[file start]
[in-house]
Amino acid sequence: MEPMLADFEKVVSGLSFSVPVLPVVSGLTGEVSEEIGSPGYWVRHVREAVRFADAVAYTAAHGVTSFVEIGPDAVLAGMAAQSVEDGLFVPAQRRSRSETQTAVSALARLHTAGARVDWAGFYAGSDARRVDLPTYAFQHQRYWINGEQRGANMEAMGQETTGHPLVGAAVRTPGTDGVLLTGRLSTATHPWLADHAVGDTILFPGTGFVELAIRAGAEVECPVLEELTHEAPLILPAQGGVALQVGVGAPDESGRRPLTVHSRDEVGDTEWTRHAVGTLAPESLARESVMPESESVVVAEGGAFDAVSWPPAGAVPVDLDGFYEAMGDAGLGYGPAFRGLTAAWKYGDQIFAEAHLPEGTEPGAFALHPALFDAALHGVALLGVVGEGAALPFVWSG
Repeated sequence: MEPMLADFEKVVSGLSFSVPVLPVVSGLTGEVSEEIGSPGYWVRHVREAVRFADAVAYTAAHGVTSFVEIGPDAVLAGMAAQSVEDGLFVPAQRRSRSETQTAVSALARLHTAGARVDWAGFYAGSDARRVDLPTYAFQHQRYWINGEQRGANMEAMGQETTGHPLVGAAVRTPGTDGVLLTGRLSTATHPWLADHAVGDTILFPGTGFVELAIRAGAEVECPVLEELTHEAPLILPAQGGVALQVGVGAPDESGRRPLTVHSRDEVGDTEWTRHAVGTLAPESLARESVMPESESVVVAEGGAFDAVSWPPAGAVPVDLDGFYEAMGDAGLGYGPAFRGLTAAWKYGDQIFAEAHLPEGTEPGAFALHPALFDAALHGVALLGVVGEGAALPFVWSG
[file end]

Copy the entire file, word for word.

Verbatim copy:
[in-house]
Amino acid sequence: MEPMLADFEKVVSGLSFSVPVLPVVSGLTGEVSEEIGSPGYWVRHVREAVRFADAVAYTAAHGVTSFVEIGPDAVLAGMAAQSVEDGLFVPAQRRSRSETQTAVSALARLHTAGARVDWAGFYAGSDARRVDLPTYAFQHQRYWINGEQRGANMEAMGQETTGHPLVGAAVRTPGTDGVLLTGRLSTATHPWLADHAVGDTILFPGTGFVELAIRAGAEVECPVLEELTHEAPLILPAQGGVALQVGVGAPDESGRRPLTVHSRDEVGDTEWTRHAVGTLAPESLARESVMPESESVVVAEGGAFDAVSWPPAGAVPVDLDGFYEAMGDAGLGYGPAFRGLTAAWKYGDQIFAEAHLPEGTEPGAFALHPALFDAALHGVALLGVVGEGAALPFVWSG
Repeated sequence: MEPMLADFEKVVSGLSFSVPVLPVVSGLTGEVSEEIGSPGYWVRHVREAVRFADAVAYTAAHGVTSFVEIGPDAVLAGMAAQSVEDGLFVPAQRRSRSETQTAVSALARLHTAGARVDWAGFYAGSDARRVDLPTYAFQHQRYWINGEQRGANMEAMGQETTGHPLVGAAVRTPGTDGVLLTGRLSTATHPWLADHAVGDTILFPGTGFVELAIRAGAEVECPVLEELTHEAPLILPAQGGVALQVGVGAPDESGRRPLTVHSRDEVGDTEWTRHAVGTLAPESLARESVMPESESVVVAEGGAFDAVSWPPAGAVPVDLDGFYEAMGDAGLGYGPAFRGLTAAWKYGDQIFAEAHLPEGTEPGAFALHPALFDAALHGVALLGVVGEGAALPFVWSG